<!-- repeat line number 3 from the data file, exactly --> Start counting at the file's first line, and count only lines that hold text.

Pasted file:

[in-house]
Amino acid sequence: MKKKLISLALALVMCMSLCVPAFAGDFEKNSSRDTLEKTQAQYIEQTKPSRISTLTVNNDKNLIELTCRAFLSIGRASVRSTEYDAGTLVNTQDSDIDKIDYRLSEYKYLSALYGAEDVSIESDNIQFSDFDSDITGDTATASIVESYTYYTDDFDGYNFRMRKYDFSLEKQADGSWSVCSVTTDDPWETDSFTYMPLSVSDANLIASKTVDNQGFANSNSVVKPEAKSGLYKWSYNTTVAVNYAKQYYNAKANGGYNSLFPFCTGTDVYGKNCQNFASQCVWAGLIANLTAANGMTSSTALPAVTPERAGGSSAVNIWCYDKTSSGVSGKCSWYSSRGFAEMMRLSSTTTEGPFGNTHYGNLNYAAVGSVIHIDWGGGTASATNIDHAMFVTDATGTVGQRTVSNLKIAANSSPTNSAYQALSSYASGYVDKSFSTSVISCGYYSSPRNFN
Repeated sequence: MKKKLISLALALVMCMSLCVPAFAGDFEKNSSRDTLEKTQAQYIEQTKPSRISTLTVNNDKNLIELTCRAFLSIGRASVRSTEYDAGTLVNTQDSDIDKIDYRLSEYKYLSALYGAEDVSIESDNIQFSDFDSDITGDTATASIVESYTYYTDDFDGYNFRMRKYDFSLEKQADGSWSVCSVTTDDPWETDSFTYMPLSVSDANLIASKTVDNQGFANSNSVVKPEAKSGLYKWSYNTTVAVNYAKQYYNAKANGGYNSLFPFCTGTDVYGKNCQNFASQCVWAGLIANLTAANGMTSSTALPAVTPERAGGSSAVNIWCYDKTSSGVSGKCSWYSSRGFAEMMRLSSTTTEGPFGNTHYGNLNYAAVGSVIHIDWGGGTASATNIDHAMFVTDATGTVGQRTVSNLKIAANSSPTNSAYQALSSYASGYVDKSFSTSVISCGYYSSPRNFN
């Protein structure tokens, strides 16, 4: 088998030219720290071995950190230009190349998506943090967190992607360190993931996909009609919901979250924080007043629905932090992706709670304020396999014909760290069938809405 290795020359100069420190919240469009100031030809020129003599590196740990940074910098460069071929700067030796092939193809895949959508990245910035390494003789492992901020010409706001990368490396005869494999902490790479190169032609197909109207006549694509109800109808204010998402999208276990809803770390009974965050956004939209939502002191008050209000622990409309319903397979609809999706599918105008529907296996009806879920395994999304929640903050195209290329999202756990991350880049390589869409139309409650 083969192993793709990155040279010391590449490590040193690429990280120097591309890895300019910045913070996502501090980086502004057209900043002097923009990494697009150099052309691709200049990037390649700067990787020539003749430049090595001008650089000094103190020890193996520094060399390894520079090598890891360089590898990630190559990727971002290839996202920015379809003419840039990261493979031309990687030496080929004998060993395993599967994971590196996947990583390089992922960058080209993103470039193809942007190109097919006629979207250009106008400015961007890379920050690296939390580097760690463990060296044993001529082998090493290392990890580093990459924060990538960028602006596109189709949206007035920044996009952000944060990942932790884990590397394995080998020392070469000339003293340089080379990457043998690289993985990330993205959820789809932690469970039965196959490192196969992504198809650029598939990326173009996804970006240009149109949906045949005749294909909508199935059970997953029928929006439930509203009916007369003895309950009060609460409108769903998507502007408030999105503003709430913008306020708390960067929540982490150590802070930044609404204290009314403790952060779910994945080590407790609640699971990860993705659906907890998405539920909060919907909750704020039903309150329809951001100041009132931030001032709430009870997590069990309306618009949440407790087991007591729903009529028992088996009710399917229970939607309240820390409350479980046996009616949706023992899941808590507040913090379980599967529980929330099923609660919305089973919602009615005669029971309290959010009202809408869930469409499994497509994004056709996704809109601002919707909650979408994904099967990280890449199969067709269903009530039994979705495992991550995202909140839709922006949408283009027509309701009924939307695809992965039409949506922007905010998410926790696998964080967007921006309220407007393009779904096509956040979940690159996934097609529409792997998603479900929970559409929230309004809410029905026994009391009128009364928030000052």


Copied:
Repeated sequence: MKKKLISLALALVMCMSLCVPAFAGDFEKNSSRDTLEKTQAQYIEQTKPSRISTLTVNNDKNLIELTCRAFLSIGRASVRSTEYDAGTLVNTQDSDIDKIDYRLSEYKYLSALYGAEDVSIESDNIQFSDFDSDITGDTATASIVESYTYYTDDFDGYNFRMRKYDFSLEKQADGSWSVCSVTTDDPWETDSFTYMPLSVSDANLIASKTVDNQGFANSNSVVKPEAKSGLYKWSYNTTVAVNYAKQYYNAKANGGYNSLFPFCTGTDVYGKNCQNFASQCVWAGLIANLTAANGMTSSTALPAVTPERAGGSSAVNIWCYDKTSSGVSGKCSWYSSRGFAEMMRLSSTTTEGPFGNTHYGNLNYAAVGSVIHIDWGGGTASATNIDHAMFVTDATGTVGQRTVSNLKIAANSSPTNSAYQALSSYASGYVDKSFSTSVISCGYYSSPRNFN